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  • Sep. 02, 00:30 AM

    Editor's Intro: The power of a mom to keep it all going


    By Gaye Bunderson

         I've never been hungry. Aren't I fortunate? There are many people in the U.S. ― children not excepted ― who suffer from food insecurity. It's great that the government helps provide food for children both in school and during the summer months. Those children depend upon the free or low-cost meals to save them from hunger.
       I, however, have sometimes questioned why a parent is unable to provide sufficient food for his or her child or children. That's because when I was growing up, my father worked a well-paying job, so it is a situation totally foreign to me. I never experienced a day in my life when I didn't have food readily available. My family never went through that at all.
       But, actually, that isn't entirely true. Yes, it's true for me, but it wasn't always true for my mother when she was growing up. I don't wish to paint Mom's childhood with a gloomy brush. I actually love the stories of her youth. She didn't have a privileged childhood, and to me, that's what makes the stories so intriguing.
       I have the deepest and most profound respect for my grandparents ― all four of them. Unfortunately, my paternal grandfather died when I was quite young, but the years I was able to spend with my three remaining grandparents make for some of my best memories.
       Here, I'm going to speak of my maternal grandparents. When Mom was growing up, her dad mostly worked as a miner, and Mom grew up in some pretty small towns in Idaho, Nevada and Utah ― in fact, it wouldn't really be correct to even call some of the places where she lived “towns” at all. Last summer, we visited a place called Birch Creek ― in the Idaho Falls area ― where Mom lived as a girl. She went to school in a one-room schoolhouse that is, surprisingly, still standing. My grandfather actually worked an agricultural job at that time, and Mom and her siblings helped cut potatoes for planting.
       So back to the times when Grandpa was a miner. His job being out in the hills, that left my grandmother to pretty much carry on as a single parent. She worked and provided for her children, as well as cooked and cleaned and all the other things moms do. She once surprised me by telling me she only finished the 10th grade; up until then, I had no idea my grandmother was not a high school graduate ― and I was in my 30s when she told me that.
       When Grandpa mined up in the mountains, he was unable to send money to her to provide for the children. He was working and trying to make a living; but in the meantime, it was up to Grandma to be sole provider. And it wasn't easy.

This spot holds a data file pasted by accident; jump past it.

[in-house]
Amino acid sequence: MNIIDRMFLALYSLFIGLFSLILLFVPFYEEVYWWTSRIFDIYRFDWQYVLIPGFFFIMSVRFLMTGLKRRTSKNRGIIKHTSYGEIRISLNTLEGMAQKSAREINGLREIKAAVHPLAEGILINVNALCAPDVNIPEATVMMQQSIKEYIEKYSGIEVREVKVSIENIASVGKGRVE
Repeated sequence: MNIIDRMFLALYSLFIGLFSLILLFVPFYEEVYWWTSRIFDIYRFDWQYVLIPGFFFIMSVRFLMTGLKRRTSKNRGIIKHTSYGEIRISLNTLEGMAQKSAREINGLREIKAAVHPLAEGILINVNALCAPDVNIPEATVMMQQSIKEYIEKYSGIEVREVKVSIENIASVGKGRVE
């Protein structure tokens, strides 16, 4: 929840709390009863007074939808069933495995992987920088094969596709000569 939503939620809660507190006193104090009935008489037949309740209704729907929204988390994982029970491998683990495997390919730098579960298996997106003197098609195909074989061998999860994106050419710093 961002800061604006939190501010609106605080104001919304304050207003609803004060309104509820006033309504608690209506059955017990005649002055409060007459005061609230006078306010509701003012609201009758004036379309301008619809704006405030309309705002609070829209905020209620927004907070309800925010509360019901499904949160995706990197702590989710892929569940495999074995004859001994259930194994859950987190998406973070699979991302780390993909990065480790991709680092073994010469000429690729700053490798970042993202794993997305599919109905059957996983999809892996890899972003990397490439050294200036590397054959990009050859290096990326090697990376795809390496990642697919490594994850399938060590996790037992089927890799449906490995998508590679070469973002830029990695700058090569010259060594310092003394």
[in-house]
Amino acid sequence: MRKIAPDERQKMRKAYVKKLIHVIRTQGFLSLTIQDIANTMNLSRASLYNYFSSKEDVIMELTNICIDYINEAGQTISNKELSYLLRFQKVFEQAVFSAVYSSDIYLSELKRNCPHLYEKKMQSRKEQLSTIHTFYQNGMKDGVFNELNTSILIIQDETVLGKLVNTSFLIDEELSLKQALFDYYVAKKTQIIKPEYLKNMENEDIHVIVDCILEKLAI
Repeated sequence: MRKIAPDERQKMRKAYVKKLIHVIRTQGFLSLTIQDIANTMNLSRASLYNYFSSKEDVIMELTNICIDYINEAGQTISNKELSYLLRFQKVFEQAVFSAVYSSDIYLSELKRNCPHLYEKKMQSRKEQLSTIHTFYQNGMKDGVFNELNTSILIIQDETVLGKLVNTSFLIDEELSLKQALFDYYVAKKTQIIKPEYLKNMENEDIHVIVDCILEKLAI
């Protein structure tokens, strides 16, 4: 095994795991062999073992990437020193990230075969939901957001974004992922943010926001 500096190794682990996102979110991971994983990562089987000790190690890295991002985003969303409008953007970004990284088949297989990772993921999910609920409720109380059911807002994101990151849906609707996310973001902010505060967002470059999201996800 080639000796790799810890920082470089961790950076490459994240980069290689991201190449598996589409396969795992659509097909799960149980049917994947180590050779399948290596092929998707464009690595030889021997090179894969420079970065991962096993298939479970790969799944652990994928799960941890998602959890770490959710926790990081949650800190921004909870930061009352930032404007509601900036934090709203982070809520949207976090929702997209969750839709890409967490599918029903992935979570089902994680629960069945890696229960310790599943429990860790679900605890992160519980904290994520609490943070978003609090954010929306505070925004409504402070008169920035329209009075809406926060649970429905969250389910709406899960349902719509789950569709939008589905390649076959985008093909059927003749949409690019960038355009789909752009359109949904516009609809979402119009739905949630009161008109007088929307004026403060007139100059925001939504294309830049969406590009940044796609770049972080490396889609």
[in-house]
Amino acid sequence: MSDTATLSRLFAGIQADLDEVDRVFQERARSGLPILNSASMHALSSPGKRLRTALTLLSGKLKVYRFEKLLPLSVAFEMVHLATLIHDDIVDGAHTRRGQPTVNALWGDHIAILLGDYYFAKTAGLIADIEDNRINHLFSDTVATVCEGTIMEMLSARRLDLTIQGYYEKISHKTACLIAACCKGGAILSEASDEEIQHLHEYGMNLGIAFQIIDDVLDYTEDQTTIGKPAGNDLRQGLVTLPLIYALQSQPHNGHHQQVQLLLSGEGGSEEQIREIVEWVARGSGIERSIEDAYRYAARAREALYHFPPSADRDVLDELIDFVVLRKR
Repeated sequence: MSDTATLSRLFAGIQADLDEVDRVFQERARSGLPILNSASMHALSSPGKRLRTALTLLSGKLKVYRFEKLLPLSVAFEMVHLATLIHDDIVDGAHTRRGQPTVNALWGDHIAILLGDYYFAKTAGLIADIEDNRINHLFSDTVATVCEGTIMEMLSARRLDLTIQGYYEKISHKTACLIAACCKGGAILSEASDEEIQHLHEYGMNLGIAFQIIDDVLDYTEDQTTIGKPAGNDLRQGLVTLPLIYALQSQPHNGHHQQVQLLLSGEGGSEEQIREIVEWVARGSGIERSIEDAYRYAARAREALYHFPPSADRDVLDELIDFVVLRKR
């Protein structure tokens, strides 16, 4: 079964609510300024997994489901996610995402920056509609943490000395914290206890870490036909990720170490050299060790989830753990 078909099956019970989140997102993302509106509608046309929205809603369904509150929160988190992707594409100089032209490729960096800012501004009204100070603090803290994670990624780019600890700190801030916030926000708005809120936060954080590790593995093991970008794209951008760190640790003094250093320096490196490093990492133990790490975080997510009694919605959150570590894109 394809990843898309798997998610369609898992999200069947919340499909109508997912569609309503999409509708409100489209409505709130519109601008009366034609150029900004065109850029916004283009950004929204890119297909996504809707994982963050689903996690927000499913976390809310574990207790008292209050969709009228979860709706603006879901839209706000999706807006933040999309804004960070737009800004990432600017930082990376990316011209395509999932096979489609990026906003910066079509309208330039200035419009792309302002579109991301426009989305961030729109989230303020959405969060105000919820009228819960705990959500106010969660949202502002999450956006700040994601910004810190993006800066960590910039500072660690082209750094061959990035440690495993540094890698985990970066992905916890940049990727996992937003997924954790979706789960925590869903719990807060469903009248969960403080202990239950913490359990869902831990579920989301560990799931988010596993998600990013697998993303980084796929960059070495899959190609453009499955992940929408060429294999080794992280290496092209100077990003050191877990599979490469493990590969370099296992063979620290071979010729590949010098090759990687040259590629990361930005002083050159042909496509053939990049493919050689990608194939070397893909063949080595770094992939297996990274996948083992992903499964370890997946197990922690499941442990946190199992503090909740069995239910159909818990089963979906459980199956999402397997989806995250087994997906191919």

My mother had four siblings ― three sisters and a brother ― as well as two half-brothers who sometimes came to stay. She's told stories of eating oatmeal for breakfast; then, her mother would slice the thick, leftover oatmeal and fry it for supper. She never tells those stories with self-pity. There was happiness and love in the family. Mom said there was always something to eat, just not much in the way of variety.
       One story my mother does tell is actually a little heartrending. She and her younger sister were sent to the store by my grandmother to buy things on a list Grandma had given them. They went throughout the store putting things that were on the list in a shopping cart. When they got up to the checkout stand, the store owner told them to put it all back because my grandmother was behind in paying the grocery bill.
       Now, my mother is no wilting wallflower type. However, she was 12 at the time; and as she and my aunt went throughout the store putting all the groceries back on the shelves, they were crying. It was embarrassing, Mom said.   And of course it would be.
       When my grandmother heard what happened, she went to the store owner and told him if he had issues with her, to contact her personally but never treat her children like that again. She went on to tell him that if he didn't have enough courage to confront a grownup, he could at least not humiliate the children. I can only imagine her anger, especially when it came to protecting her kids. It was enough to make the grocer realize he had been out of line.
       Sometimes it's the hard-time stories that are the most interesting. I don't have any hard-time stories from my growing-up years. I could only tell you about how when Mom came home from shopping day, we raided the grocery bags for snacks ― and there were lots of them.
       The important part of this story is that my mom and her siblings all grew to be wonderful people and to make great lives for themselves, and I think the reason for that was: despite my grandmother's hardships, she always loved her kids, and they knew it without a doubt.
       So I need to say that if people out there are struggling, you have my utmost respect. I just need to remember that not everyone was fortunate enough to grow up like I did. Never lose hope if you're struggling. Remember that though food is essential, love is powerful.
       Love your kids harder than your hardships, and in so doing, give them a childhood that will make them amazing adults.

       Note: If you are a single parent yourself ― or if you are married and your spouse is deployed or otherwise out of the area due to work ― you will benefit from reading contributor Robert Rhodes' story on single parent strategies in this issue.

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